Panasonic HDC-HS700 at B&H Photo/Video

For European standards B&H has the Panasonic HDC-HS700 PAL camcorder as well.


Sensor 3x 3.05 Megapixel 1/4.1″ CMOS Sensors
Lens 3.45-41.4mm
Zoom Optical: 12x
Intelligent (Optical): 18x
Digital: 700x
Filter Size 46mm
System NTSC
Recording Media Hard Disk Drive 240GB
Video Format High Definition
1920 x 1080p (60 fps)
Still Image Resolution

12.2MP= 3:2, 13.3 MP= 16:9, 12.2MP= 4:3


JPEG: 14.2 Megapixel
JPEG: 13.3 Megapixel
JPEG: 12.2 Megapixel
Audio Format

User selectable surround mode 5.1 or 2-channel


Display Type LCD
Screen Size 3″
Touchscreen Yes
Image Stabilization Optical
Lux 1400
Built-in Mic Yes
Built-in Speaker Yes
Built-in Light/Flash Light – No
Flash – Yes
Accessory Shoe Cold
Tripod Mount 1/4″
Input/Output Connectors
Inputs 1x Microphone In
Outputs 1x Mini HDMI
1x USB 2.0
1x Headphone Out
Microphone Input Yes
Headphone Jack Yes
System Requirements Not Specified By Manufacturer
Battery Rechargeable Lithium-Ion Battery Pack
Dimensions (WxHxD) 2.56 x 2.72 x 5.43″ / 65 x 69 x 138mm
Weight 0.99 lb / 450g


  1. says

    I have owned the Panasonic HDC-TM700 for six months and coudn’t be more pleased. We shoot heavy industrial video within live plants with it to complement still shots. It is nice to have so much capability in your pocket. Pop it out and get lasting memories where ever you may be.

    In a pinch we use it for still shots with better than most results. The burst mode is fun to use as well as the timed exposures.

    I couldn’t be more pleased with this investment for my business and for capturing the children’s sporting endeavors.

  2. mit says

    I took a 2-year old Sony HD camcorder (not the G series, and rarely used because it is not as sharp as I expected) and a brand new Panasonic HDC-HS700 and tested them last summer in the Himalaya. The Sony was put on a Sony lightweight tripod with control to minimize the jerking zooming effect, and the Pana on a monopod mostly handheld. To my surprise both performed very well. The Pana produced brilliant and very sharp videos (recorded in full HD but rendered as DVD Mpeg2 for normal distribution.)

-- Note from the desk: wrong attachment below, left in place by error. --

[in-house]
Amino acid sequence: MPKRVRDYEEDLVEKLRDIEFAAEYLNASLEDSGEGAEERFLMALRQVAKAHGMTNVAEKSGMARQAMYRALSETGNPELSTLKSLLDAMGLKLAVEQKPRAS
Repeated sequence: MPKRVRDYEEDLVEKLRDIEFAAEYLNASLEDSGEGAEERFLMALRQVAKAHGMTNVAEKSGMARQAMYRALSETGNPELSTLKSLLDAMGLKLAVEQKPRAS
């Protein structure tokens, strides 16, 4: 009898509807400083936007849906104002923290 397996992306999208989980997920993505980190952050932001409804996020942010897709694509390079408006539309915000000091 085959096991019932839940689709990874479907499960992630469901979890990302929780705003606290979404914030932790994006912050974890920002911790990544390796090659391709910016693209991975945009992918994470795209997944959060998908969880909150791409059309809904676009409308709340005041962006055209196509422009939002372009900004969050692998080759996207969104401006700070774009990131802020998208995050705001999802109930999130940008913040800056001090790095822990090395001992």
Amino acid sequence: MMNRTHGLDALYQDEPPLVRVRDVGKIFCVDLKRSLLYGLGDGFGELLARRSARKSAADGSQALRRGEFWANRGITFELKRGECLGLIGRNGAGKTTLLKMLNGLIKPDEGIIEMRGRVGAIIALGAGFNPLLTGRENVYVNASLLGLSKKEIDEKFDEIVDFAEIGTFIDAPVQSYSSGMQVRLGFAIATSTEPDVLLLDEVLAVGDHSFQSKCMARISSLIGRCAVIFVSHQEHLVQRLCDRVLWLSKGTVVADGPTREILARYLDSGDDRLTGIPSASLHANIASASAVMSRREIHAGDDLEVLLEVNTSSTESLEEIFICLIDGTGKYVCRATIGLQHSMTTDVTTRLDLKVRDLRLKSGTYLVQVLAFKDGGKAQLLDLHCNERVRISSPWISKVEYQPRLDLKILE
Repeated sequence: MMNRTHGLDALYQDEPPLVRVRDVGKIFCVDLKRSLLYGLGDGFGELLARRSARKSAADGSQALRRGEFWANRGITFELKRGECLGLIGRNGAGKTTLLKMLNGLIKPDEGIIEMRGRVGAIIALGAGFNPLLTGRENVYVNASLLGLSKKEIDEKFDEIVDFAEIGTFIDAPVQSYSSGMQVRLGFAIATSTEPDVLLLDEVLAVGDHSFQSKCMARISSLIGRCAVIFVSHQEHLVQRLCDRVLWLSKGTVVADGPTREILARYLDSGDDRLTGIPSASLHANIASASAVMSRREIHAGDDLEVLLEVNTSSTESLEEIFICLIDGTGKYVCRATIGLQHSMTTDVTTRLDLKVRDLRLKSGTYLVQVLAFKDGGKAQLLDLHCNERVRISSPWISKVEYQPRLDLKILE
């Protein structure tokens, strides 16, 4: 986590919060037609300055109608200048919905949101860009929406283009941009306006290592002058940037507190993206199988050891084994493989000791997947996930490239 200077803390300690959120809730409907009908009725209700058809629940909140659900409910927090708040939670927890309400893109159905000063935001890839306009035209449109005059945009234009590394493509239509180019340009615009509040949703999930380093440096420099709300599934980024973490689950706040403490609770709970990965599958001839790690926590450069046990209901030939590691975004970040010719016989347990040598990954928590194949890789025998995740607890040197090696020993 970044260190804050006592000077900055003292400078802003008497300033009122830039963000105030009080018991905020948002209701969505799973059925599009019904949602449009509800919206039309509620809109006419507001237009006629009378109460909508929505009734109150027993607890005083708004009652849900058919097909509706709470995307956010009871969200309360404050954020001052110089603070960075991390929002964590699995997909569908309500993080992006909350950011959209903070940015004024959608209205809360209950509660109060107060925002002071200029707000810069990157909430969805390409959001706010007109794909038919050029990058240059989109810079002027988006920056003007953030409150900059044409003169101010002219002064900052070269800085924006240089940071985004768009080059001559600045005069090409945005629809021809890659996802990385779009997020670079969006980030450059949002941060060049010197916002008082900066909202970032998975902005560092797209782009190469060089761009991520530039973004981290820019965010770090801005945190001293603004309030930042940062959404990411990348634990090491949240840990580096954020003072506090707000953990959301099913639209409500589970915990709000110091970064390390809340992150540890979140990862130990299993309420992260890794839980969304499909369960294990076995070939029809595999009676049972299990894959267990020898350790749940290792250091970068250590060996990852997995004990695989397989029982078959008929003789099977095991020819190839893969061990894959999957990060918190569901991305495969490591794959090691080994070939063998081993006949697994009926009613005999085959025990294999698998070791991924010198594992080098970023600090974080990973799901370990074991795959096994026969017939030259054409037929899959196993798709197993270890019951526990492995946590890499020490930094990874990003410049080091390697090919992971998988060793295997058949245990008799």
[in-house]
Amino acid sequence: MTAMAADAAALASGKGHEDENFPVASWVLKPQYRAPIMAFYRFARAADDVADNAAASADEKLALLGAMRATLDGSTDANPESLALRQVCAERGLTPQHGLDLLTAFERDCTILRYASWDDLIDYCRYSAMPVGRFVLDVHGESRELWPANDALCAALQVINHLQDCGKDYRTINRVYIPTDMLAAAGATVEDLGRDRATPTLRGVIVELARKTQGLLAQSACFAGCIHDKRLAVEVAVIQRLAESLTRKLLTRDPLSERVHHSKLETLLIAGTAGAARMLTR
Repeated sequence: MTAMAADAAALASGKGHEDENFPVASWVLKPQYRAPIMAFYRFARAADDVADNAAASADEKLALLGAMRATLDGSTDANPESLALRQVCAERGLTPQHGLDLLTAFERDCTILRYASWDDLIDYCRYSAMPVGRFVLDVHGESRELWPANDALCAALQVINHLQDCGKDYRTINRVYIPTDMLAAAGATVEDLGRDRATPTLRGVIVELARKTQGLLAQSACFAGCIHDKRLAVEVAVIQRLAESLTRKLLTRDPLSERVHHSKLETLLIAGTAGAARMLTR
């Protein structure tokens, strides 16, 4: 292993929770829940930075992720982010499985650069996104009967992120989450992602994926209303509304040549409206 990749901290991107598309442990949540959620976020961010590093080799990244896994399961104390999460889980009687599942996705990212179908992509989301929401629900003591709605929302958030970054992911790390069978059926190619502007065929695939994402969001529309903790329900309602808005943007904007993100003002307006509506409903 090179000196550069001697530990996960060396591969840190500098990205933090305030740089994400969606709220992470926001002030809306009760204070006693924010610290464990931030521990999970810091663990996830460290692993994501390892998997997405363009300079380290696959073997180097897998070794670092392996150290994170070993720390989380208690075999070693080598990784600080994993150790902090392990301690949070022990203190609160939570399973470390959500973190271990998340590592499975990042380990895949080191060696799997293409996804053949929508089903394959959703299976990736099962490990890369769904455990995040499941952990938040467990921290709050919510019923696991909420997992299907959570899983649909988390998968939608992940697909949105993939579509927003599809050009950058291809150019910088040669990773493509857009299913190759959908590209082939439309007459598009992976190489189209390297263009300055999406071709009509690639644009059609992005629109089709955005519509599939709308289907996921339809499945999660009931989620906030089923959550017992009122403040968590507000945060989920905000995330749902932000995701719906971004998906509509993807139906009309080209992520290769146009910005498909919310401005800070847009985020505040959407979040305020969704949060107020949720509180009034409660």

I like every bit of my new Pana except the zooming mechanism which is as kerking as any other camcorders I have used. I reckon Sony produced better zooming mechanism on their Hi8 analog camcorders in the old days, by then there was no need to zoom in 700 times.

  3. forkboy1965 says

    I’m still not sold on HD camcorders. While I certainly much prefer their high resolution output, the general difficulties with editing and burning to Blu-Ray make the camcorders less interesting to me at the consumer level.

    Until Blu-Ray burners are the default install option for notebooks and desktops I think I’ll just stick to my Panasonic SD camcorder.

  4. lovethecamera says

    I’ve owned the model with the hard drive for six months and couldn’t be more pleased. I primarily use it to record my son’s sporting activities and it performs very well. I record everything in full HD (otherwise why bother?) and I have never tried the still photo feature. Why? Well for me it is a lot better to pull stills using the snapshot feature after the fact. Why shoot one still when you can select from any (or multiple) frames later? For every second of full hd video you record, you are taking 60 shots anyway. I believe I have gotten some GREAT stills of my boy playing football that I never would have gotten using a still camera.